DeSantis, Trump trade jabs in first week actual campaigning | Elections

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NEW YORK — In his first week on the campaign trail as a presidential candidate, Florida Gov. Ron DeSantis repeatedly hit his chief rival, Donald Trump, from the right.

“This is a different guy than 2015, 2016,” DeSantis told a conservative radio host before slamming the bipartisan criminal justice reform legislation Trump championed as “basically a jailbreak bill” that allowed dangerous people out of prison.

He also accused Trump of “turning the reins over” to Dr. Anthony Fauci during the COVID-19 pandemic, said Trump had “ endorsed and tried to ram” an “amnesty” bill through Congress and vowed that — unlike the former president — he would finish building the U.S.-Mexico border wall.

In Iowa on Saturday, he hit back at Trump for saying he didn’t like the term “woke” because people have a hard time defining it. “Woke is an existential threat to our society,” DeSantis said. “To say it’s not a big deal, that just shows you don’t understand what a lot of these issues are right now.”

Trump, meanwhile, has repeatedly attacked DeSantis from the left. He has suggested that even anti-abortion activists consider Florida’s new six-week abortion ban “too harsh” and argued that DeSantis has made himself unelectable on a national level with his votes as a congressman to cut Social Security and Medicare — even though Trump’s proposed budgets also repeatedly called for major entitlement cuts.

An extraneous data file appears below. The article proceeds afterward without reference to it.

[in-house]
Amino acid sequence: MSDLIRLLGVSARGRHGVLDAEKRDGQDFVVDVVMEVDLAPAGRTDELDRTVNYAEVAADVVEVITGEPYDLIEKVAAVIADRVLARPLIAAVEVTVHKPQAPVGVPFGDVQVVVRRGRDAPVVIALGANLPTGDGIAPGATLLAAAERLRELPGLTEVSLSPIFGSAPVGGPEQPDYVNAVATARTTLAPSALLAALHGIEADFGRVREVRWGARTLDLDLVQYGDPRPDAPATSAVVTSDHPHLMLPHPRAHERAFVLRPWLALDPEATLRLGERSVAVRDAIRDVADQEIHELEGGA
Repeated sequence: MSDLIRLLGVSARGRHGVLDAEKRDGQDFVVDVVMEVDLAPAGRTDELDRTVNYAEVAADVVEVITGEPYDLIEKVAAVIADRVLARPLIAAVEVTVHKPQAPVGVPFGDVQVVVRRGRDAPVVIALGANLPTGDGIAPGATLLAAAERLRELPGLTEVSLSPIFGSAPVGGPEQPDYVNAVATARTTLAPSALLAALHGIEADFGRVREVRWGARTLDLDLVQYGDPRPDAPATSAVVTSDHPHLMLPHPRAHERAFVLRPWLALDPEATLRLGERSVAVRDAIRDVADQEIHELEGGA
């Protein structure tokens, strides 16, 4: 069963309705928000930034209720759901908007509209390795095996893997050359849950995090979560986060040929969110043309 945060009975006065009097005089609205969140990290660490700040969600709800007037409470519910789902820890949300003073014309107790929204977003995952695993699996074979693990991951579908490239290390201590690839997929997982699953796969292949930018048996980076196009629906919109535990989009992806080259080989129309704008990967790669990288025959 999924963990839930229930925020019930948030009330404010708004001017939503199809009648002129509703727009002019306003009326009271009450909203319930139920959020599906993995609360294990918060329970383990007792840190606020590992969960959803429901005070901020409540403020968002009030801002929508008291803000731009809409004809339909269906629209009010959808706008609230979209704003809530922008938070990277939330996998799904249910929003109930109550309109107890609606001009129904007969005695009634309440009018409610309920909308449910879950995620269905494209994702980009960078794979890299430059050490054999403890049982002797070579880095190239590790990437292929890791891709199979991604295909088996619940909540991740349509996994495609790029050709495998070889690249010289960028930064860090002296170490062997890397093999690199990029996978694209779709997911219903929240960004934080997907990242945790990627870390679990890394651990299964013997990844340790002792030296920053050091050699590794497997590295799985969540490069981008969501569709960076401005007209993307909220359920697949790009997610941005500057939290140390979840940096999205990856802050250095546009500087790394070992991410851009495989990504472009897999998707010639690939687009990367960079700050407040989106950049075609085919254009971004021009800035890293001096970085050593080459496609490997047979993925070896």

The attacks underscore the underlying early dynamic of the race: As DeSantis tries to win over GOP primary voters and chip away at Trump’s commanding early lead, Trump is already pivoting to a general election matchup against President Joe Biden. In the meantime, Trump has been pushing back against DeSantis’ argument that the Florida governor, not the former president, is the more viable general election candidate.

“Don’t forget, we have to win elections,” Trump stressed during a Fox News Channel town hall on Thursday as he discussed abortion politics.

To be clear, Trump has also leaned in on other right-wing causes. This week, he revived his pledge to end birthright citizenship, saying he would sign an executive order on the first day of his second term to change the long-settled interpretation of the 14th Amendment. He also renewed his pledge to use the U.S. military to attack foreign drug cartels and has pushed the death penalty for drug dealers.

Copyright 2023 The Associated Press. All rights reserved. This material may not be published, broadcast, rewritten or redistributed without permission.

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